I was first introduced to the filmmaker Jacques Audiard with the intense crime opus A Prophet. That film was easily one of the greatest crime dramas this side of The Godfather, it followed a Muslim teen sent to prison who rises in the world of France’s organized crime both as a matter of necessity and in order to better his lot in life. I’m here to tell you that while Dheepan is not a step forward for Audiard, the film nonetheless represents everything that makes him one of the truly exciting voices in contemporary cinema. Like that 2009 feature (which was France’s entry into the Academy Awards at the time) Dheepan is harrowing saga about people who go through tremendous suffering on their way to freedom in a country that isn’t their own.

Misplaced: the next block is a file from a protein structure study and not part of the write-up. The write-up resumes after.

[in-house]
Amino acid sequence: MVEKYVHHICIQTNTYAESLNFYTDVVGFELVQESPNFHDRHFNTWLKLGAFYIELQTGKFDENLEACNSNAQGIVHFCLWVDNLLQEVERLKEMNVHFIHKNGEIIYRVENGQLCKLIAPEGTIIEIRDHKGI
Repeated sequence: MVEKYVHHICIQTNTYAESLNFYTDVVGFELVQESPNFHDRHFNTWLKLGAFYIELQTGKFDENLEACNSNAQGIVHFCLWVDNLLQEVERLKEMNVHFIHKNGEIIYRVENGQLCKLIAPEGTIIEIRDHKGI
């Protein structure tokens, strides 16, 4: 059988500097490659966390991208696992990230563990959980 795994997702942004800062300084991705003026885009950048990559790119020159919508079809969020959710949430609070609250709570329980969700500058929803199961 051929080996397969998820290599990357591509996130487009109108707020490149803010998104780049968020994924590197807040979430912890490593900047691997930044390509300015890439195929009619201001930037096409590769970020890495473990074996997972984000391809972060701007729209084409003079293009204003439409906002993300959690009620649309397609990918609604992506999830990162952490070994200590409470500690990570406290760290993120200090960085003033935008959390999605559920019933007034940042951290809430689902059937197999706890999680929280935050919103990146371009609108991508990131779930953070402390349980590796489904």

Filmmaker Matthew Vaughn went and transformed himself from a producer and filmmaker in the shadow of peer Guy Ritchie, to a director-for-hire to a genuine auteur. Don’t get me wrong, his previous efforts such as the underappreciated Layer Cake, the quintessential superhero flick X-Men First Class and the anarchic Kick-Ass were all enjoyable and showed off an impeccable sense of filmmaking craft. As great as his films were, none ever seemed to elevate themselves beyond pop movie. That is until he decided to repurpose an old Mark Millar spy comic called The Secret Service and create one of the meanest, irreverent and cynical satirical work since Paul Verhoven’s Starship Troopers. Kingsman: The Secret Service is violent, chaotic and angry, it uses the framework of a blockbuster James Bond parody for the purpose of angrily indicting issues of elitism, male privilege, and many others. The secret genius behind this film is that it does such a good job as a finely tailored example of the very things it aims its vitriol at that it can be easily mistaken as a celebration of those terrible things. The movie is too self-aware to be taken at its face value, and like the best satirical works, it never lets the audience off the hook.